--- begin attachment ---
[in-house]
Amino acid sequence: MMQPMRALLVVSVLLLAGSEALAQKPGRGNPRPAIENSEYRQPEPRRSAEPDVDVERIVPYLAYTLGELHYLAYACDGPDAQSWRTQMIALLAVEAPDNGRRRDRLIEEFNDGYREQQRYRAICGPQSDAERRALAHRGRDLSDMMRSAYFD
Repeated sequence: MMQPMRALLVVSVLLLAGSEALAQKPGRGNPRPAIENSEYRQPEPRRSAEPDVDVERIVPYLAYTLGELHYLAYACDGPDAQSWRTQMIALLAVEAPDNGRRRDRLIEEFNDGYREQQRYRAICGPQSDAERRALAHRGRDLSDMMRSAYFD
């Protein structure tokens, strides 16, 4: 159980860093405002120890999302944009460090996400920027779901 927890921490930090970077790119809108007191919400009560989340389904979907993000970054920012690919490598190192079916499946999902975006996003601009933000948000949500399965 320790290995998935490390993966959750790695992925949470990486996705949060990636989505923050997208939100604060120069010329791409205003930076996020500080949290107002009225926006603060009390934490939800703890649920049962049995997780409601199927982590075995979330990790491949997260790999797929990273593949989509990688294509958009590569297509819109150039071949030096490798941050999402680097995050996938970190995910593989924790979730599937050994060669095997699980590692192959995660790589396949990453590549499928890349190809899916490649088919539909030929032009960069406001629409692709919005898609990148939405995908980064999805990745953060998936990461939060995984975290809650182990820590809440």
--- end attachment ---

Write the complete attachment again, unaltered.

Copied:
[in-house]
Amino acid sequence: MMQPMRALLVVSVLLLAGSEALAQKPGRGNPRPAIENSEYRQPEPRRSAEPDVDVERIVPYLAYTLGELHYLAYACDGPDAQSWRTQMIALLAVEAPDNGRRRDRLIEEFNDGYREQQRYRAICGPQSDAERRALAHRGRDLSDMMRSAYFD
Repeated sequence: MMQPMRALLVVSVLLLAGSEALAQKPGRGNPRPAIENSEYRQPEPRRSAEPDVDVERIVPYLAYTLGELHYLAYACDGPDAQSWRTQMIALLAVEAPDNGRRRDRLIEEFNDGYREQQRYRAICGPQSDAERRALAHRGRDLSDMMRSAYFD
């Protein structure tokens, strides 16, 4: 159980860093405002120890999302944009460090996400920027779901 927890921490930090970077790119809108007191919400009560989340389904979907993000970054920012690919490598190192079916499946999902975006996003601009933000948000949500399965 320790290995998935490390993966959750790695992925949470990486996705949060990636989505923050997208939100604060120069010329791409205003930076996020500080949290107002009225926006603060009390934490939800703890649920049962049995997780409601199927982590075995979330990790491949997260790999797929990273593949989509990688294509958009590569297509819109150039071949030096490798941050999402680097995050996938970190995910593989924790979730599937050994060669095997699980590692192959995660790589396949990453590549499928890349190809899916490649088919539909030929032009960069406001629409692709919005898609990148939405995908980064999805990745953060998936990461939060995984975290809650182990820590809440």